Since when the GDPR has been issued, it is increasingly common to hear about the right to be forgotten or to erasure. What is it specifically about?
The right to be forgotten consists in ensuring the non-dissemination of records or data that may be harmful to the honour of an individual, especially when there is not any particular reason behind such dissemination (e.g. news).
In other words, it is a right that protects people against the publication of news including information in relation to past events or elements that may create detriment to the reputation and dignity of a person. It may be considered as an extension of the right to confidentiality.
The right to be forgotten contrasts with the public interest of information. Therefore, a fundamental prerequisite for the application of the protection is that is that the information has lost its usefulness for the public interest.
Another requirement to evoke the protection is that the events must be dated back in time.
The right to be forgotten is ruled by Articles 17, 21 and 22 of the General Data Protection Regulation.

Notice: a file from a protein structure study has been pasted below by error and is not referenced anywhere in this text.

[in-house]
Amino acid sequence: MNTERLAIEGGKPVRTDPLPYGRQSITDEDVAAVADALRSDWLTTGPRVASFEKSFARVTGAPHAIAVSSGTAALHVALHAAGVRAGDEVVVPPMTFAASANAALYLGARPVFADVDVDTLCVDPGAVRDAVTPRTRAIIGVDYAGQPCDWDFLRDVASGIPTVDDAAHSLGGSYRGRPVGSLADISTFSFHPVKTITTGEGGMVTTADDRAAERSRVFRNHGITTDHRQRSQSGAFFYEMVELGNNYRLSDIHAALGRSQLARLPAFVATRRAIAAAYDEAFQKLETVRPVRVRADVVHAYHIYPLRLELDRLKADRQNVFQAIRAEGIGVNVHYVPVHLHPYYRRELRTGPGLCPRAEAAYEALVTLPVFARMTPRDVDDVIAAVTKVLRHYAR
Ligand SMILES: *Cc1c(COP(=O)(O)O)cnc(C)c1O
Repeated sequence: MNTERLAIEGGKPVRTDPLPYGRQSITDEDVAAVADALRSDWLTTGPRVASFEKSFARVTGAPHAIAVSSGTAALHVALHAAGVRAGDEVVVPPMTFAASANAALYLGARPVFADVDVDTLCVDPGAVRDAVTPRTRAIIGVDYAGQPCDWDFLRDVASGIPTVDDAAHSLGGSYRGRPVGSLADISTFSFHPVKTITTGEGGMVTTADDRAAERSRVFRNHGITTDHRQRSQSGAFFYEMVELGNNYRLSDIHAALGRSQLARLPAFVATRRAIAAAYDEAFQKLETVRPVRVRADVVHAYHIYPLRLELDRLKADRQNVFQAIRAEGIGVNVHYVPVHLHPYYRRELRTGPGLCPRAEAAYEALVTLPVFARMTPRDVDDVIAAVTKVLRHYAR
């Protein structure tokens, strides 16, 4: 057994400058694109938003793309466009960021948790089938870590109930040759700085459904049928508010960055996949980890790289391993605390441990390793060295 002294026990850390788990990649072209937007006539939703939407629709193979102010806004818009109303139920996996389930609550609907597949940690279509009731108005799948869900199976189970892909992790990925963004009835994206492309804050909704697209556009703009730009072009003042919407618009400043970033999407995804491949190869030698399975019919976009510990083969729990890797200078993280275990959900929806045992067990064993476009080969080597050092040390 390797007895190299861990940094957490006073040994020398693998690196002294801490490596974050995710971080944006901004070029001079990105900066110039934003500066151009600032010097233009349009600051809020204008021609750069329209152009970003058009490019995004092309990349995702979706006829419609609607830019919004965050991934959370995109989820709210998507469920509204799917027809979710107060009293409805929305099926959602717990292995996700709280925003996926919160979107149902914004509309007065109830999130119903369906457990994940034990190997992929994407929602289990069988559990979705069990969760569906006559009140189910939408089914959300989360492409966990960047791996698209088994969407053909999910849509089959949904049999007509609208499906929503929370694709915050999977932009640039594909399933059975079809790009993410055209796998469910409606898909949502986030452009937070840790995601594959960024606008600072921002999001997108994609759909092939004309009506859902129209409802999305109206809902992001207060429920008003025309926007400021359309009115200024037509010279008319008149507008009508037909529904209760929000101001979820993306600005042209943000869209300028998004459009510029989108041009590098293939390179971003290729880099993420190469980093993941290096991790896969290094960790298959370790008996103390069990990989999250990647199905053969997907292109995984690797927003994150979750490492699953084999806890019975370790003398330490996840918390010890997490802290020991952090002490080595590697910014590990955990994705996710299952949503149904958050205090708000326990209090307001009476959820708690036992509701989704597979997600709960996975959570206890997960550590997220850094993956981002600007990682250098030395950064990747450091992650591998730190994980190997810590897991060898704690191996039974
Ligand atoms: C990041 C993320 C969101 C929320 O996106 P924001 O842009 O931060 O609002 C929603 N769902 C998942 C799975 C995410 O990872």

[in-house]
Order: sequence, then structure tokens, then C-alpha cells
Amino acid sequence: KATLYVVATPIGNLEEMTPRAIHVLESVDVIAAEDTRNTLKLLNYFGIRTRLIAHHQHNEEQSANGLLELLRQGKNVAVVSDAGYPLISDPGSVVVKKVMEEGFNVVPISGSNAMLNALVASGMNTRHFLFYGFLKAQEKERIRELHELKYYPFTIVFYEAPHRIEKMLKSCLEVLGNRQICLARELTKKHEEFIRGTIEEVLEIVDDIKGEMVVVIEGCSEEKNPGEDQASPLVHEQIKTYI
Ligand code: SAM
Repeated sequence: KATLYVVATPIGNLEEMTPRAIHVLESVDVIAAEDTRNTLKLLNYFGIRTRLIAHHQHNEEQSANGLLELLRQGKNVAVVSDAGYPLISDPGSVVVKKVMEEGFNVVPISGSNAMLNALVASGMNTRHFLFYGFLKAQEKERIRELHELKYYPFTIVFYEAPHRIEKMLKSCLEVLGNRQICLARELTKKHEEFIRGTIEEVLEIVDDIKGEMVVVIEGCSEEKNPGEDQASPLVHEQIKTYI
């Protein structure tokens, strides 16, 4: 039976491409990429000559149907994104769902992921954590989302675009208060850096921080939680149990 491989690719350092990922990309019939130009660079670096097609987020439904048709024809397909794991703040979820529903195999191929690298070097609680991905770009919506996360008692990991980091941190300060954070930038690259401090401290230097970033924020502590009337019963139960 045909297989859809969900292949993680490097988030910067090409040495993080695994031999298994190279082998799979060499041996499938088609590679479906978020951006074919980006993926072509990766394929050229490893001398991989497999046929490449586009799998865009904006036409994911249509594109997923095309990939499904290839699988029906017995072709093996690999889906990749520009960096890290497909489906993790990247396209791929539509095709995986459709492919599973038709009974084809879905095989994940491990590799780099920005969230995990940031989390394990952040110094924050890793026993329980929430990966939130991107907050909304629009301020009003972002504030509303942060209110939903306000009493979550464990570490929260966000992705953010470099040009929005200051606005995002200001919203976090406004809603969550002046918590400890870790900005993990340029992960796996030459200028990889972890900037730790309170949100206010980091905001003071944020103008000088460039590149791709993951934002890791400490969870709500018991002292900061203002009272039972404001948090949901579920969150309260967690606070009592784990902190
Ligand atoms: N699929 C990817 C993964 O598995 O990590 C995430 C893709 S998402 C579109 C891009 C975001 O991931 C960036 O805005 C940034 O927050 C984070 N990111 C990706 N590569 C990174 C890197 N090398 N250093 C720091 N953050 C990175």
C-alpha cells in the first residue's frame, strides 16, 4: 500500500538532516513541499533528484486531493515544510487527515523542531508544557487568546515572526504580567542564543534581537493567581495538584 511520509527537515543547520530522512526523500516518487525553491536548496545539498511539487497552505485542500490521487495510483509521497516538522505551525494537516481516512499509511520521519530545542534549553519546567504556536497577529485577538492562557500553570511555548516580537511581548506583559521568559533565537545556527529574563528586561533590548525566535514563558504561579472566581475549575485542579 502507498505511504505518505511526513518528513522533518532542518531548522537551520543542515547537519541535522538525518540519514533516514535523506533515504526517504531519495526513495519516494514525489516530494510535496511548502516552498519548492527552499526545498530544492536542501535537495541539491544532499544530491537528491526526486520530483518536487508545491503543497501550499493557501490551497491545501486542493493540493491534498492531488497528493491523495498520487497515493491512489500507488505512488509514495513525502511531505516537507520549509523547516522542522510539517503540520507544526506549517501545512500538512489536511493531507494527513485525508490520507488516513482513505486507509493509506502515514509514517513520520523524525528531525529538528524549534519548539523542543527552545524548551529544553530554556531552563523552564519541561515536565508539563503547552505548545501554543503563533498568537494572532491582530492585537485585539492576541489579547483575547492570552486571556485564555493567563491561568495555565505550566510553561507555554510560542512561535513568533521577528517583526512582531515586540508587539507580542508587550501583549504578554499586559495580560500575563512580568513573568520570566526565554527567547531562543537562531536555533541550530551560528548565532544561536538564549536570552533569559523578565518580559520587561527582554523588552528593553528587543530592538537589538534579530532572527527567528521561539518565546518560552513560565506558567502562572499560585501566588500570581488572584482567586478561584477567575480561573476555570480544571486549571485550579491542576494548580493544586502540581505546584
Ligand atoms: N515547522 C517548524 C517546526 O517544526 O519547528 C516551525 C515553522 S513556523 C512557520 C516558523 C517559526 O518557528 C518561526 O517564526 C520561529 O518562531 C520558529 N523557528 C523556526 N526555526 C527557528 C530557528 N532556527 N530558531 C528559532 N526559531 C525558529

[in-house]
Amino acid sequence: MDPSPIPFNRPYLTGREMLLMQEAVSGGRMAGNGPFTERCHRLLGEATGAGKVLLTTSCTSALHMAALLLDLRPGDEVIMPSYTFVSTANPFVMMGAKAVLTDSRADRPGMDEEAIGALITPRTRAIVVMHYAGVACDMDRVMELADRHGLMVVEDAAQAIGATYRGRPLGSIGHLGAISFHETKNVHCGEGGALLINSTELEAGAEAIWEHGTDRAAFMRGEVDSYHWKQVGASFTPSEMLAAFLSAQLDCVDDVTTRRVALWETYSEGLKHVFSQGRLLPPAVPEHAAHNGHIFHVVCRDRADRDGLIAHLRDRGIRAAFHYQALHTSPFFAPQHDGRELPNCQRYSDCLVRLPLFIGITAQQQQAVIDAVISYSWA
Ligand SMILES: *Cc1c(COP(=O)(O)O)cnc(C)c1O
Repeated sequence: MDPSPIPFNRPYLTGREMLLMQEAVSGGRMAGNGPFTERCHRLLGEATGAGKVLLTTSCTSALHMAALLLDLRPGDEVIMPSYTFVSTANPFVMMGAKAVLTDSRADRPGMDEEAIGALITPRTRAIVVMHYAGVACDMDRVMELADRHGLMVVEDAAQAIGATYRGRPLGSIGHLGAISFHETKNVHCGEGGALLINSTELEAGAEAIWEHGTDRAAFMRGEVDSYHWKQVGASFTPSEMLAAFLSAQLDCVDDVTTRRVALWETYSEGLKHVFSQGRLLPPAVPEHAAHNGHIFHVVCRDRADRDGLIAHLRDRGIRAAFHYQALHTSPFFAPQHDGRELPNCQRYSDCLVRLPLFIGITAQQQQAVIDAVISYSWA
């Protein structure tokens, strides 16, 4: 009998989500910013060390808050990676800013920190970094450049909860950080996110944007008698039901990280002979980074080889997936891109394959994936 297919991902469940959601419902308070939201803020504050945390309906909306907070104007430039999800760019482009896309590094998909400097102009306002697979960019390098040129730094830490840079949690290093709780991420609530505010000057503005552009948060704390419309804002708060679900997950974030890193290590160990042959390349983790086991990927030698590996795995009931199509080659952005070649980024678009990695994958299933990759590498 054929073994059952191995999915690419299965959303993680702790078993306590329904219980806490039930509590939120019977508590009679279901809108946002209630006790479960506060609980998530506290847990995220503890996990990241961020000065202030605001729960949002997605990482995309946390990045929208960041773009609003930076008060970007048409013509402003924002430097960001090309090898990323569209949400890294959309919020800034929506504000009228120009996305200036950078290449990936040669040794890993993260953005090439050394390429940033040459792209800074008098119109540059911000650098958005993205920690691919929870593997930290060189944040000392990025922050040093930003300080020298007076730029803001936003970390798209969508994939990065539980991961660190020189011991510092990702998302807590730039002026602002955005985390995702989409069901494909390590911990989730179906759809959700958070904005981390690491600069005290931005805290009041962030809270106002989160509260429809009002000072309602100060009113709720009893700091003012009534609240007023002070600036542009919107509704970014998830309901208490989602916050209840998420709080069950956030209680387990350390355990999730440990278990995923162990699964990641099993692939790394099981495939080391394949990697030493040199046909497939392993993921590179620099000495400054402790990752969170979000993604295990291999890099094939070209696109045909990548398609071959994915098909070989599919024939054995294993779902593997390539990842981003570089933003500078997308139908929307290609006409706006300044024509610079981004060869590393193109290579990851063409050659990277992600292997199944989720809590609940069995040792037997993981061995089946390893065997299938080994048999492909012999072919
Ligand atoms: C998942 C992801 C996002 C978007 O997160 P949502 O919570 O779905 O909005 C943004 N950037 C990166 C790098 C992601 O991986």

In particular, it establishes the right of individuals to obtain, from the data controller, the deletion of their personal data, upon request. For example, it may be requested the removal of personal data resulting from the Google search engine.
However, Article 17 states that the request must be justified, and it may be rejected if it is not. Furthermore, it should always be borne in mind that the data controller may resume data collection in the event that the general public interest returns to prevail.
In Italy, the right to be forgotten is enforced by the Guarantor for the protection of personal data, which has to assess the nature of the data to be removed and the existence of public interest.
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